A palindrome is a word or phrase that reads the same forwards and backwards.Â It could be as simple as a word like "mom" or "dad" or "radar."Â It could be a name like "Hannah" or "Bob."Â Â It could be a phrase or sentenceÂ like "race car" or "Step on no pets" or "Rise to vote, sir."
The library has a number of books about palindromes, including several by author Jon Agee.Â His palindrome books include
So Many Dynamos; Go Hang aÂ Salami! I'm a Lasagna Hog!; Sit on a Potato Pan, Otis!; and Jon Agee's Palindromania.Â Mr. Agee illustrates the palindromes with humorous black and white cartoon sketches.Â They can be very funny!
Can you think of some palindromes?Â Â If you need a little inspiration, come to the library and check out one of these great little books.
Today is our state's 147th birthday.Â Happy birthday, Kansas!Â Why not celebrate by reading a book by a Kansas author or illustrator?Â You might be surprised at the number of books the library owns by writers and artists who live right here in our home state.Â Here are a few of the Kansans who have children's books inÂ our collection:Â Jane Kurtz, Brad Sneed, Andrea Warren, Richard W. Jennings, Stephen T. Johnson, Roderick Townley, LouAnn Gaeddert, Thomas B. Allen, just to name a few. Check one out today!
It's award season again in the world of children's literature.Â The 2008 Newbery and Caldecott Award winners have been announced, and here they are:
Newbery Award Winner
Â Â Â Â Â Good Masters!Â Sweet Ladies!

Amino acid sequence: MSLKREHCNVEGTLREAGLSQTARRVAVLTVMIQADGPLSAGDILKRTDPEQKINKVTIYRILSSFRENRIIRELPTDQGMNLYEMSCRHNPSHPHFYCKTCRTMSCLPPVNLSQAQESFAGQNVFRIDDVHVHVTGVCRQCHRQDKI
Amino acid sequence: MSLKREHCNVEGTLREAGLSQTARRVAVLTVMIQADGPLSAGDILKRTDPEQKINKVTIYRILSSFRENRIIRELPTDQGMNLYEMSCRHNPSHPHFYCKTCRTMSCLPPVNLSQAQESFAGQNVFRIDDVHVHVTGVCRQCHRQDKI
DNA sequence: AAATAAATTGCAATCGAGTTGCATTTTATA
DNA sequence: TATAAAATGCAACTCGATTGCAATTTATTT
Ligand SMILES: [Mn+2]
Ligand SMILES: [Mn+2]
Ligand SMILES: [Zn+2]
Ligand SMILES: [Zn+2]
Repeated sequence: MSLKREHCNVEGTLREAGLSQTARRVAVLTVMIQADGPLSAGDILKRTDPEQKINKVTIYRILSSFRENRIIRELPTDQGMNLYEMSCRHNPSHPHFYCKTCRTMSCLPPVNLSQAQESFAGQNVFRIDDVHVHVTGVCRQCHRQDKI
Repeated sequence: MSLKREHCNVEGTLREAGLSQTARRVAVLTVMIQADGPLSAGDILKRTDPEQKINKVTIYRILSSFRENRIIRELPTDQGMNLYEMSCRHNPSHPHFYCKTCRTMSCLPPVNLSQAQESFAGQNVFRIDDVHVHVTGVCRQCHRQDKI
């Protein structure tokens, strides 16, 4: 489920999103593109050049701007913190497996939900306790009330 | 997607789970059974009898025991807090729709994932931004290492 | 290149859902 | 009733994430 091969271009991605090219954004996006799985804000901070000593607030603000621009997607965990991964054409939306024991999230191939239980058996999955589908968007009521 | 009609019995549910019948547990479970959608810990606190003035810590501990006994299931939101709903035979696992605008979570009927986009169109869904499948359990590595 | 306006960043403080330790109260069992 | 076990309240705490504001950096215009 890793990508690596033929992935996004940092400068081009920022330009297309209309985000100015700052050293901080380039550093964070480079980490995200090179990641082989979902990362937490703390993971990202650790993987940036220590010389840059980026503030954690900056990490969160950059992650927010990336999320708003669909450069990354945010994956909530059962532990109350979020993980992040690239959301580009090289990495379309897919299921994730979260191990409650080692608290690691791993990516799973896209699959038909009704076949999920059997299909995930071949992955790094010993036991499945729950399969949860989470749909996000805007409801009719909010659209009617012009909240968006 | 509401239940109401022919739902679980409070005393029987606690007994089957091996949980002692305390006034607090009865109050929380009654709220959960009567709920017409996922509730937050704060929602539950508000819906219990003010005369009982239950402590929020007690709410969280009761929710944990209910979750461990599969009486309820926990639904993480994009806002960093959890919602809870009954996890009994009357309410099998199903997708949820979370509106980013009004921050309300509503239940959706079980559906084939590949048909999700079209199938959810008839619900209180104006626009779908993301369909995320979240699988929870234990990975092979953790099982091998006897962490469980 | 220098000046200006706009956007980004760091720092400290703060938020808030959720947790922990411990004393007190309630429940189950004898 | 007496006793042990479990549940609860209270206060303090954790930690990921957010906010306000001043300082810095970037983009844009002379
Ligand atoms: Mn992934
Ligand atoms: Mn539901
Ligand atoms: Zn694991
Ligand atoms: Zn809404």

Â Â Â Â Voices from a Medieval Village
Â Â Â Â Â by Laura Amy Schlitz
Newbery Honor Books
Â Â Â Â Â Elijah of BuxtonÂ byÂ Christopher Paul Curtis
Â Â Â Â Â The Wednesday WarsÂ byÂ Gary D. Schmidt
Â Â Â Â Feathers by Jacqueline Woodson
Caldecott Award Winner
Â Â Â Â Â The Invention of Hugo Cabret
Â Â Â Â by Brian Selznick
Caldecott Honor Books
Â Â Â Â Â Henry's Freedom BoxÂ illustrated byÂ Kadir Nelson & written by Ellen Levine
Â Â Â Â Â First the EggÂ by Laura Vaccaro Seeger
Â Â Â Â The Wall by Peter Sis
Â Â Â Â Knuffle Bunny Too by Mo Willems
And here are the winners of the Coretta Scott King Awards:
Coretta Scott King Award WinnerÂ for Author
Â Â Â Â Â Elijah of BuxtonÂ by Christopher Paul Curtis
Coretta Scott King Honor Books for Author
Â Â Â Â Â November BluesÂ by Sharon Draper
Â Â Â Â Â Twelve Rounds to GloryÂ by Charles R. Smith, Jr.
Coretta Scott King Award Winner for Illustrator
Â Â Â Â Â Let It Shine: Three Favorite SpiritualsÂ by Ashley Bryan
Coretta Scott King Honor Books for Illustrator
Â Â Â Â Â The Secret Olivia Told MeÂ illustrated by Nancy Devard & written byÂ N. Joy
Â Â Â Â Â Jazz on a Saturday NightÂ illustrated byÂ Diane Dillon & written by Leo Dillon
If you've watched the news on TV at all recently, you've probably been hearing a lot of talk about presidential primaries, caucuses and debates.Â Or maybe you've heard your parents discussing which candidates they support or would never support in a million years.